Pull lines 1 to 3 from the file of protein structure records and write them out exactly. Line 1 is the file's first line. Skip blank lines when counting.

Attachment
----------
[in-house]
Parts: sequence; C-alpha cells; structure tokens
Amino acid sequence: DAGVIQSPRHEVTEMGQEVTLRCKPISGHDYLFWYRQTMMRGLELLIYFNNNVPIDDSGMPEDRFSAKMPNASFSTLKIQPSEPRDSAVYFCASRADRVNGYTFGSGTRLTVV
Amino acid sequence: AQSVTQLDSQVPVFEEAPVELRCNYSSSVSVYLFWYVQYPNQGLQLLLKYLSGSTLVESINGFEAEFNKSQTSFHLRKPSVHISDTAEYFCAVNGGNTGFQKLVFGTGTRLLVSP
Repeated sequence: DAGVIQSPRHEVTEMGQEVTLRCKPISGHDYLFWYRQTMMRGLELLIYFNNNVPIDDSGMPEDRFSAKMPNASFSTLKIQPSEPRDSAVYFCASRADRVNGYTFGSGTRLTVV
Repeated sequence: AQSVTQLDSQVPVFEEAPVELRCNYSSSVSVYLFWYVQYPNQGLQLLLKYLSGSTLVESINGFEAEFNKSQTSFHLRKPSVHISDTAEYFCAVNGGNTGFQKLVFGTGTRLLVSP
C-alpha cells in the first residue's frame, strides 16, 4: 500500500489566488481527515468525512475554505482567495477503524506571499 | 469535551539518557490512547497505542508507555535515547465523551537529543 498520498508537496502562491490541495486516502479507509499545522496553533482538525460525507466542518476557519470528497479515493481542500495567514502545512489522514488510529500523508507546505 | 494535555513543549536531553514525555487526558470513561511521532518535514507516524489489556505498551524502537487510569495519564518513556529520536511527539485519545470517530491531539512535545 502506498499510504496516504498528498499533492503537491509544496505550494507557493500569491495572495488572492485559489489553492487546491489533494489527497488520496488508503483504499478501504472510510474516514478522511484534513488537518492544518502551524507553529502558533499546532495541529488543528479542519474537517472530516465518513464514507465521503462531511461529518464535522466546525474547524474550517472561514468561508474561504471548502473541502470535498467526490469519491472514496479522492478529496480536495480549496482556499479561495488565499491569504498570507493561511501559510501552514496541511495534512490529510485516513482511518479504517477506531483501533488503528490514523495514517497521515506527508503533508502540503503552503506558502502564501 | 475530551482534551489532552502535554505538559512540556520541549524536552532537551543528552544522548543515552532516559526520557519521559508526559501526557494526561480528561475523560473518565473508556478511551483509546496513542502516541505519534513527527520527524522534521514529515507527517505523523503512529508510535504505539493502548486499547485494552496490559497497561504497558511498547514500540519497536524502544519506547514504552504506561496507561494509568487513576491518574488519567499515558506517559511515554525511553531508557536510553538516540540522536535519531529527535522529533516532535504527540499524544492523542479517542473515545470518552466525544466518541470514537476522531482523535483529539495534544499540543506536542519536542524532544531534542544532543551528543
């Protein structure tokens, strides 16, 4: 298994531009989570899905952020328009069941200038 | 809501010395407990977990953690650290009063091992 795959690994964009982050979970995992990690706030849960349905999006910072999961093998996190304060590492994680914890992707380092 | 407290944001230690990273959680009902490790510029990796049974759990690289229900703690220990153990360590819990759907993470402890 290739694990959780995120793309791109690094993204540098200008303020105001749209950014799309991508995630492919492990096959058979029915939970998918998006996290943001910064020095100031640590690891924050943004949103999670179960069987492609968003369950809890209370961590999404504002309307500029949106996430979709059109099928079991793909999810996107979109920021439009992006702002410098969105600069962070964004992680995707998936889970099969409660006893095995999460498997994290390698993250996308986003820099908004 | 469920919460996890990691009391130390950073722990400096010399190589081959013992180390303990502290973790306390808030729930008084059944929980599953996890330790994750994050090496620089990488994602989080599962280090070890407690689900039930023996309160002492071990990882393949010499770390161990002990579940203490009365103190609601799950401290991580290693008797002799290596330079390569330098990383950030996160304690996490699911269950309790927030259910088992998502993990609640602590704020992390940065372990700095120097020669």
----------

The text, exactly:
[in-house]
Parts: sequence; C-alpha cells; structure tokens
Amino acid sequence: DAGVIQSPRHEVTEMGQEVTLRCKPISGHDYLFWYRQTMMRGLELLIYFNNNVPIDDSGMPEDRFSAKMPNASFSTLKIQPSEPRDSAVYFCASRADRVNGYTFGSGTRLTVV